So, we`re ignorant. What can we do about it?
Educational clinics are one way to enlighten us, if we`ll attend them. That`s why Robby Johnson (an adult amateur event rider, breeder of a yearling, and occasional Chronicle correspondent) and I began to talk at the U.S. Eventing Association meeting in Cleveland last December. We pondered how to promote greater education about breeding pedigree, conformation and performance potential. Robby suggested that if we could hold a sport horse-breeding seminar during the Rolex Kentucky CCI in April (where he`s a volunteer), we`d have a built-in audience and a built-in source of horses.
I called Cheryll Frank, the USAEq liaison to the USAEq Breeders` Committee, of which I`m the chairman. Cheryll put it on the agenda for the Breeders` Committee meeting at the USAEq convention last month, and the response was encouraging.
Ned Bonnie (the savior of the Performance Horse Registry and recipient of the USAEq Lifetime Achievement Award at the convention) and John Strassburger (editor of the Chronicle), and others, got involved in our discussions. Ideas flew thick and fast.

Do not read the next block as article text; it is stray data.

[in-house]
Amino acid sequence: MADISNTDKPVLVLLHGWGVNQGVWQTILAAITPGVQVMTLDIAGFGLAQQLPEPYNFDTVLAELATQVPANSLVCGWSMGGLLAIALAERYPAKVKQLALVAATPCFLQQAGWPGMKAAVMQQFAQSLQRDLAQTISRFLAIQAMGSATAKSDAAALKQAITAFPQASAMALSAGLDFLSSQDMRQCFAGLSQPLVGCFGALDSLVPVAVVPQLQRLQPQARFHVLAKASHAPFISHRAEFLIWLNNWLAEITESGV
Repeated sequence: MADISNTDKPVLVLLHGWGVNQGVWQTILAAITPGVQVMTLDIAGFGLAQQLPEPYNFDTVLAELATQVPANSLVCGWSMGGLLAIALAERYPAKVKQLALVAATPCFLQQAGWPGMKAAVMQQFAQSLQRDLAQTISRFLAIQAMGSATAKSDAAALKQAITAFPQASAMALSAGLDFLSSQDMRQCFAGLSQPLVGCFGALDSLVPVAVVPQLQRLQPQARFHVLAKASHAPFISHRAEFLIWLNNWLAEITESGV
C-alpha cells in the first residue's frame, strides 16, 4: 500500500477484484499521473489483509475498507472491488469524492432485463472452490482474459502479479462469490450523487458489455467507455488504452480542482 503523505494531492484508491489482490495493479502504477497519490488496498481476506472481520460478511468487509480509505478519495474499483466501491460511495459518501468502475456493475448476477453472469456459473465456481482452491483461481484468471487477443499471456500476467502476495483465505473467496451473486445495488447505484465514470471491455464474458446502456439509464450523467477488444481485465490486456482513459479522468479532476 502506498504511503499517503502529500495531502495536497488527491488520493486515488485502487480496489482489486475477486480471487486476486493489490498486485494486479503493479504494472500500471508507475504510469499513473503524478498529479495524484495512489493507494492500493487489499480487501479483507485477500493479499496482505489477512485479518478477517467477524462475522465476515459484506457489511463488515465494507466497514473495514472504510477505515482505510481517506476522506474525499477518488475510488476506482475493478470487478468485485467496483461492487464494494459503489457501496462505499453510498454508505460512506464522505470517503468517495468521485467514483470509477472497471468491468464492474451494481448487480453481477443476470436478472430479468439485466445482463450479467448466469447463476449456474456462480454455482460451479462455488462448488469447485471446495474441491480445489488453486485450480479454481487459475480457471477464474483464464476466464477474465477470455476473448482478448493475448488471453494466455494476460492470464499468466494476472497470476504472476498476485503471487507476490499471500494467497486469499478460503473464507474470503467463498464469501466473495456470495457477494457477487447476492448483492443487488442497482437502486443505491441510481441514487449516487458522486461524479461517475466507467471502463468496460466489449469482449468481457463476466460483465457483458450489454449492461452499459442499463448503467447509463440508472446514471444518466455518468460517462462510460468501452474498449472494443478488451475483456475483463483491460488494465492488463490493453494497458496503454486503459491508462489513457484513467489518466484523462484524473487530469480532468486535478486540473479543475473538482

Nothing is set in stone, but here are some thoughts that came out of that meeting.
We decided to let this Rolex Kentucky seminar focus primarily on event-type horses and Thoroughbreds, since that will be the primary audience and horse source. We`ll see how it goes, how well it`s received, and see what the high points and low points turn out to be. We`ll let it be a test run.
Then, if it works, we`ll take the show on the road. Maybe we could do hunters at Warrenton or Upperville (Va.), jumpers in Wellington (Fla.) or at The Oaks (Calif.), dressage horses at Dressage at Devon (Pa.).
The idea is to help all of us develop more educated eyes about type, conformation and movement, and to acquire a deeper understanding about how pedigree fits into the equation. This is very much a work in progress, and it`s subject to creative tinkering.
So, tell us what you want to see, either by writing a Letter to the Editor or by posting your thoughts on the Sport Horse Breeding Forum of the Chronicle`s online discussion forums (www.chronofhorse.com ).